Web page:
Magazine article Occupational Hazards

In the Blink of an Eye

Magazine article Occupational Hazards

In the Blink of an Eye

Article excerpt

In The Blink of An Eye

A Harvard professor has proclaimed eye injuries "boring."

"An eye injury is not an accident. It is a reproducible, predictable event. It is a boring, repetitive, predictable, totally preventable event," said Paul Vinger, MD, assistant clinical professor of ophthalmology at Harvard Medical School. "Under most circumstances, eye injuries are 100 percent avoidable."

Statistics show that the majority of occupational eye injuries occur at job sites which have fewer than 500 employees. According to experts, there are many reasons for that.

Smaller job sites include activities like logging, car repair, plumbing, and carpentry. These employees have traditionally not worn protective eyewear, said Vinger. "The highest injury rate we've seen is among automobile repair people. They have a history of banging metal on metal with little bits flying all over the place," he said.

Smaller firms also tend to budget less money for protective clothing and safety education. Workers often won't pay for their own protective clothing, so they don't wear it if the company doesn't provide it. If protective eyewear doesn't fit properly or is deemed "unattractive," employees will also hesitate to wear it.

Safety and health personnel at smaller sites frequently are stretched to the breaking point to handle an increasingly complex regulatory compliance load. Streamlined staffs in these tough economic conditions mean less time is devoted to individual safety programs.

"A small company might have a safety person, but he's involved in the whole safety program, not necessarily just the vision safety program," said Van Nakagawara, O.D., research optometrist for the Federal Aviation Administration.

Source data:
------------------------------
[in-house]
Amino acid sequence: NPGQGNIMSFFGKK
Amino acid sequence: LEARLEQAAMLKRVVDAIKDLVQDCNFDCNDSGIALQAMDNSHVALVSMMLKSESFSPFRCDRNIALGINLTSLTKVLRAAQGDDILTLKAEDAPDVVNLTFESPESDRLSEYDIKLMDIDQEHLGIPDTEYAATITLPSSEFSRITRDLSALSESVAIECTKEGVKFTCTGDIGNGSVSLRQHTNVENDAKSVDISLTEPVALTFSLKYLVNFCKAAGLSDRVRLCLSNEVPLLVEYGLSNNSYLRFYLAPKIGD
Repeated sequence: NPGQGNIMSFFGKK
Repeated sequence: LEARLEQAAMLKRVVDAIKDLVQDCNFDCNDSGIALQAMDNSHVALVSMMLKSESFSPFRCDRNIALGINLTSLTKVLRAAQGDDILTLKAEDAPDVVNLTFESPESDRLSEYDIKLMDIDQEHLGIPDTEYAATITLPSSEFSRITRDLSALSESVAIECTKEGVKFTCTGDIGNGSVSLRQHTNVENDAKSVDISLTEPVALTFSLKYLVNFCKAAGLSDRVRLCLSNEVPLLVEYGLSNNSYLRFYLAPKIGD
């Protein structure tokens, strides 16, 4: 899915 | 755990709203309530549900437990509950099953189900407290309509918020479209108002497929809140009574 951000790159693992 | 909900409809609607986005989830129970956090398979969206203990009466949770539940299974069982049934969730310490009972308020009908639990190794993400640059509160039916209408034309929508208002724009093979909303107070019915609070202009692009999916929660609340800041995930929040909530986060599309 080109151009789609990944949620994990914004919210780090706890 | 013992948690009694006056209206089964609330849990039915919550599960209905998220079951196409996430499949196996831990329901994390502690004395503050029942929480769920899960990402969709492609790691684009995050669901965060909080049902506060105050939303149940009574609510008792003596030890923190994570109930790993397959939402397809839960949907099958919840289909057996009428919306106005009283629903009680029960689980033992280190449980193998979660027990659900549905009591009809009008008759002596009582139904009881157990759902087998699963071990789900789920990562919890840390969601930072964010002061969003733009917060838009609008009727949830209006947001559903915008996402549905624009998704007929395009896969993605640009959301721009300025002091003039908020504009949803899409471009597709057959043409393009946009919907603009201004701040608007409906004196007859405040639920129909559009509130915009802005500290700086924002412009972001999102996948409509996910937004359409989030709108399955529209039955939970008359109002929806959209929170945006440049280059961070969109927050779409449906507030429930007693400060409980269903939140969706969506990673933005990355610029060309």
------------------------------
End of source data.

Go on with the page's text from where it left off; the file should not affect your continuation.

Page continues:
Vision safety, Nakagawara points out, "requires a person to wear a protective device which can give him problems. It's not like wearing safety shoes or a safety helmet. Those can be fitted pretty easily. Safety glasses are different, because if they don't fit right, they're very uncomfortable and workers will just take them off."

Nakagawara stresses that eye protection means more than just telling employees "Hey, wear your safety glasses." Things like vision screenings, choosing the correct prescriptive lenses for a job, deciding on a protective style (faceshields or sideshields), and repair and inspection should all be part of a model eye protection program.

Wearing safety glasses should become a habit, says Rebecca Hunley, director of programs and education for the Ohio chapter of the National Society to Prevent Blindness, like driving defensively or locking doors.

A training program stressing the importance of eye safety and eye health does not need to be expensive and does not have to pull safety directors away from their other duties. Organizations like the Society to Prevent Blindness, as well as many optometrists' offices, offer speakers, printed materials, and vision screenings at little or no cost.

An important element of an eye safety program is to encourage employees to wear their eye protection. The best way to do that, said Hunley, is to remember that "eyewear should be accessible and appropriate for the job. You should make sure it fits well and doesn't fog up. Make sure workers have access to the latest in technology. If they want neon frames, give them neon frames."

Eye Opener

The American Academy of Ophthalmology reports that one-third of the people suffering eye injuries at work say that protective eyewear was not provided at the work site. Of those suffering severe injuries, two-thirds report no available protective eyewear. It's little wonder, then, that eye safety experts stress the only way to ensure worker protection from eye injuries is to enforce a mandatory safety eyewear program.

"One company will have a program in place and they say if you don't wear eye protection, then you'll get in trouble. …

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